Rule 12(b)(6) Standard

         Under Rule 12(b)(6), “[d]ismissal is appropriate when the plaintiff has not alleged ‘enough facts to state a claim to relief that is plausible on its face' and has failed to ‘raise a right to relief above the speculative level.'” True v. Robles, 571 F.3d 412, 417 (5th Cir. 2009) (quoting Bell Atl. Corp. v. Twombly, 550 U.S. 544, 555, 127 S.Ct. 1955, 167 L.Ed.2d 929 (2007)). In evaluating a Rule 12(b)(6) motion, the court must accept all well-pleaded facts as true and view those facts in the light most favorable to the plaintiff. Shakeri v. ADT Sec. Servs., Inc., 816 F.3d 283, 290 (5th Cir. 2016). “Threadbare recitals of the elements of a cause of action, supported by mere conclusory statements, do not suffice.” Ashcroft v. Iqbal, 556 U.S. 662, 678, 129 S.Ct. 1937, 173 L.Ed.2d 868 (2009). Although a complaint need not contain detailed factual allegations, the “allegations must be enough to raise a right to relief above the speculative level.” Twombly, 550 U.S. at 555. “[C]onclusory allegations or legal conclusions masquerading as factual conclusions will not suffice to prevent” dismissal. Turner v. Lieutenant Driver, 848 F.3d 678, 685 (5th Cir. 2017) (internal quotation marks and citation omitted).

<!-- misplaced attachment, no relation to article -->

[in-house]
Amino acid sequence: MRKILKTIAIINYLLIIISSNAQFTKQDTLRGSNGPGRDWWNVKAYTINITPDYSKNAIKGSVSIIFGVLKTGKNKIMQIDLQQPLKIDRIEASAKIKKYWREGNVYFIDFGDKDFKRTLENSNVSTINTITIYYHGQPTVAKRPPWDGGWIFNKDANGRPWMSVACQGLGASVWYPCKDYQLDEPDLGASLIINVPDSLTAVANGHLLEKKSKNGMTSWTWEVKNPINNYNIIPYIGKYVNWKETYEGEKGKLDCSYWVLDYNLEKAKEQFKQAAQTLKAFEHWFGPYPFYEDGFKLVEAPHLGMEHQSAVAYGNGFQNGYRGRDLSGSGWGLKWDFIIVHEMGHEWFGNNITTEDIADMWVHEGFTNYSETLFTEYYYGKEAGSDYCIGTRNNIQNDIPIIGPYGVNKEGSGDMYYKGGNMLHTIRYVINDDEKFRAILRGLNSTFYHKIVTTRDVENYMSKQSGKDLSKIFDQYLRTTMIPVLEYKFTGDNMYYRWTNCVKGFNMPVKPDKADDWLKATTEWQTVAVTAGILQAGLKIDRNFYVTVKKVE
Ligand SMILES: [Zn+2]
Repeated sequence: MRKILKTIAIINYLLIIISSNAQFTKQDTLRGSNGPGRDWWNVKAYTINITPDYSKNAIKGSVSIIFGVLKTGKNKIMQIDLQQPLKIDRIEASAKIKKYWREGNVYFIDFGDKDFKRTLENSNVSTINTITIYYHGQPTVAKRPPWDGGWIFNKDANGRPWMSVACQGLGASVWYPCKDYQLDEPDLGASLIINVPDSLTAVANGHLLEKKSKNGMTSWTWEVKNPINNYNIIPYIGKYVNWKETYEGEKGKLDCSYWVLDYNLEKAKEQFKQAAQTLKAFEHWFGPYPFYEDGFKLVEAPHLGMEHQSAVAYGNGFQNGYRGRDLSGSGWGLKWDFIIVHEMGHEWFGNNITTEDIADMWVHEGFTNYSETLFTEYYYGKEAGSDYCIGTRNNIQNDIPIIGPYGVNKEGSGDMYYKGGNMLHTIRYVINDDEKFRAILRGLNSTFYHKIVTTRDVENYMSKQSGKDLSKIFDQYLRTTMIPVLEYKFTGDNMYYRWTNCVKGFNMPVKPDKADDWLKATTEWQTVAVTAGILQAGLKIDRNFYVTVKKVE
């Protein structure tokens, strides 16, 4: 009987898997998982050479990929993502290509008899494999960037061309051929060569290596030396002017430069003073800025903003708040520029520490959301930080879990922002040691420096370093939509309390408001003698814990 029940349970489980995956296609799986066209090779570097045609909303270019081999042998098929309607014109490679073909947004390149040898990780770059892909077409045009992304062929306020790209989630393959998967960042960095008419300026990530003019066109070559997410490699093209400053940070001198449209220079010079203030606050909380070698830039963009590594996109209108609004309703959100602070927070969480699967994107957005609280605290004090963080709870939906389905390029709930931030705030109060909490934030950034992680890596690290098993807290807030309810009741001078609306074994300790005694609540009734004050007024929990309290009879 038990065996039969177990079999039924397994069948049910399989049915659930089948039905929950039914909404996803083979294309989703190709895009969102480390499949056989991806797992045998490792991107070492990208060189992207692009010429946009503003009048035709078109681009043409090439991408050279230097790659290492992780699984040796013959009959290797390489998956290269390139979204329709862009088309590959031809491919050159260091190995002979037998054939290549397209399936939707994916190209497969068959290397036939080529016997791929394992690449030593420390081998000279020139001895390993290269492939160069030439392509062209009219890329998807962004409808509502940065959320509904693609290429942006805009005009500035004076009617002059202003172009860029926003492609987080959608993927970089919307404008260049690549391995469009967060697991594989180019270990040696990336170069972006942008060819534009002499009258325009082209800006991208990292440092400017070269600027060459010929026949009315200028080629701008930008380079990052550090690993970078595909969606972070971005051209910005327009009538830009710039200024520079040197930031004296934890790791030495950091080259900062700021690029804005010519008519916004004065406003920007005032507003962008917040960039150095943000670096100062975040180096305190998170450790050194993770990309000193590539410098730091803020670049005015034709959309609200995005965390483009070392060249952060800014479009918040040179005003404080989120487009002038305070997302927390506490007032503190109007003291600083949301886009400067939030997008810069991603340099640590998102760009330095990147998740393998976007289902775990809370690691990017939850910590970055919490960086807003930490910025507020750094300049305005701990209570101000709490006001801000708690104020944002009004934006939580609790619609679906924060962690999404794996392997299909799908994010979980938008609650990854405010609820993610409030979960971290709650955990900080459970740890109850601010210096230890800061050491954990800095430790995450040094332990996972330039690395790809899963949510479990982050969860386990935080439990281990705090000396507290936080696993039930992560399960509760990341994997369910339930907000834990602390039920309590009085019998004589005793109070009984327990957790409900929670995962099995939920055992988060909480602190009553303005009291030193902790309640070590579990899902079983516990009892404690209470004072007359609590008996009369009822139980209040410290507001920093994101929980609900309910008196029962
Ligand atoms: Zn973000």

Eleventh Amendment

         Defendants contend that UMMC and Dr. Felton in his official capacity are entitled to immunity under the Eleventh Amendment as to O'Reilly's claims under §§ 1981 and 1983, and all her state law claims.[2] The Eleventh Amendment “bars an individual from suing a state in federal court unless the state consents to suit or Congress has clearly and validly abrogated the state's sovereign immunity.” Perez v. Region 20 Educ. Serv. Ctr., 307 F.3d 318, 326 (5th Cir. 2002) (citations omitted). This immunity “extends to any state agency or entity deemed an ‘alter ego' or ‘arm' of the state.” Id. at 326 (citations omitted). See also Sullivan v. Univ. of Miss. Med. Ctr., 617 F.Supp. 554, 555 (S.D.Miss. 1985) (“Generally speaking, the Eleventh Amendment immunizes states and state agencies from suit in federal court, unless the state has consented to be sued, or unless Congressional legislation specifically overrides this immunity.”). UMMC is an arm of the State of Mississippi and is entitled to immunity under the Eleventh Amendment unless there has been an abrogation or waiver of such immunity. See McGarry v. Univ. of Miss. Med. Ctr., 355 Fed.Appx. 853, 856 (5th Cir. 2009) (noting that UMMC is an arm of the University of Mississippi, a state agency). There has been no such abrogation or waiver as to plaintiff's § 1981 or § 1983 claims or any of her state law claims. See Moore v. Univ. of Miss. Med. Ctr., 719 Fed.Appx. 381, 388 (5th Cir. 2018) (“Section 1981 does not waive a state's Eleventh Amendment immunity” and “[w]hile Mississippi has waived its state sovereign immunity to suit in state court for breach of contract, there is no unequivocal statement of its intent to also waive its Eleventh Amendment immunity to suit in federal court.”) (citations omitted); NiGen Biotech, L.L.C. v. Paxton, 804 F.3d 389, 394 (5th Cir. 2015) (“§ 1983 does not abrogate state sovereign immunity.”) (citation omitted); Black v. N. Panola Sch. Dist., 461 F.3d 584, 594 (5th Cir. 2006) (the Mississippi Tort Claims Act “preserves all immunities granted by the Eleventh Amendment of the United States Constitution.”) (citing Miss. Code § 11-46-5(4)).